The site over at translation party is designed to show how machine translation still has a way to go. It shows how, when you translate into from either Japanese or English into the other language, and back again, there are still differences. It continues until there are no differences, and calls that “equilibrium”. The final version it reaches is sometimes very different from the original. You could play games by trying to find sentences that are the most different, or sentences that require the most steps (translations) to reach equilibrium. A good time-waster for translators or language students.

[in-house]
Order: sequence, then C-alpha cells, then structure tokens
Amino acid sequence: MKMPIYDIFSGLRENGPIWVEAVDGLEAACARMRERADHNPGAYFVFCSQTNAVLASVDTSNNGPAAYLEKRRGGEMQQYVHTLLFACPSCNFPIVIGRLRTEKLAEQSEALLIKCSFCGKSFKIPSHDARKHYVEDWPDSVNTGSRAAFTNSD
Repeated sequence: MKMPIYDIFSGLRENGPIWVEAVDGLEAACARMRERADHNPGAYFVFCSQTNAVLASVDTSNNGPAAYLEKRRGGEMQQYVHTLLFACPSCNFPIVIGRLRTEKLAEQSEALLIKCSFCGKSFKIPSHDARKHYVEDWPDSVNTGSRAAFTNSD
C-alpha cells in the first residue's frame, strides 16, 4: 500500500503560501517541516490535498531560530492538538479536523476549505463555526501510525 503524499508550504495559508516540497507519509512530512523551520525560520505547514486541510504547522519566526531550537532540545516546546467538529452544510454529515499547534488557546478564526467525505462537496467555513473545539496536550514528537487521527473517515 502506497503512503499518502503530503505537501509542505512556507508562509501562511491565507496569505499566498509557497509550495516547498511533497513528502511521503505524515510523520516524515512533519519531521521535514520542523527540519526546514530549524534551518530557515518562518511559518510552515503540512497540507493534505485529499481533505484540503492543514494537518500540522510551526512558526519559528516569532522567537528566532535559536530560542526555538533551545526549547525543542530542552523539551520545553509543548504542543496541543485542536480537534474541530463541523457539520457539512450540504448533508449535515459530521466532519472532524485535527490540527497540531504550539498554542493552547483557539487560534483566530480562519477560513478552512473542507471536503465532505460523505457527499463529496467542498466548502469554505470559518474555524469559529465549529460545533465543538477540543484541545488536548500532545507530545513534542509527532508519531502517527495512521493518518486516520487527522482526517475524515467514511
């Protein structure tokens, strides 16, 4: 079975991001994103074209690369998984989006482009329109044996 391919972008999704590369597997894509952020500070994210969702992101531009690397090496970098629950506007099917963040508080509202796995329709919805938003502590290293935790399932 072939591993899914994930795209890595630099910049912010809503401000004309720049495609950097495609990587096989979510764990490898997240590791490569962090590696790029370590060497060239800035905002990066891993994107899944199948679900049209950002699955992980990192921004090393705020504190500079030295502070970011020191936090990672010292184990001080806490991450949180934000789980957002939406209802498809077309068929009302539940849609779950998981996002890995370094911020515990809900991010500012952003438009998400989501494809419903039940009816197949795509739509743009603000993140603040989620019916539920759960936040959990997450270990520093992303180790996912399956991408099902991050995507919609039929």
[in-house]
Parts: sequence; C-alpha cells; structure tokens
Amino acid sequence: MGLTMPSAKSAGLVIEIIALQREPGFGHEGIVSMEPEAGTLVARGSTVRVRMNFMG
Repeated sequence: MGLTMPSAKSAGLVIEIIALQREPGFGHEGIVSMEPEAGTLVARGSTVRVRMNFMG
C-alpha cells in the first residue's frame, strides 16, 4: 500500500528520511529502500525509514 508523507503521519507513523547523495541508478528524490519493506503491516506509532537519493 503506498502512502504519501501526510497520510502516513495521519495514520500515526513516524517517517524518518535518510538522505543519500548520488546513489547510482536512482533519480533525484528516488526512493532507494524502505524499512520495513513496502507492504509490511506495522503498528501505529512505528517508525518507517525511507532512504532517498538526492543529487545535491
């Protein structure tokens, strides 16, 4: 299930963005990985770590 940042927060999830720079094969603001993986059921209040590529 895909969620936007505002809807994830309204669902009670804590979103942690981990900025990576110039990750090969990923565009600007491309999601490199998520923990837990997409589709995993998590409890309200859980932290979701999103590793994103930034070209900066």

Ken, over at What Japan Thinks, is doing a great job of deciphering polls and consumer studies in Japan. Today he looks at what people regret telling lies about. First comes Rich, then comes being able to speak English. Be careful about stretching the truth. It can get you in trouble.
Icons in your email, or SMS, or mobile mail, can indicate your emotions much more quickly than words. With programmable phones these days, you can set longer ones to memory and recall them with a few keystrokes. Here is a bunch of these emoticons, or kao-mohi (face-icons) with a quick English translation. These are not necessarily popular right now, but you can vote on them (thus tne name eVOTicon).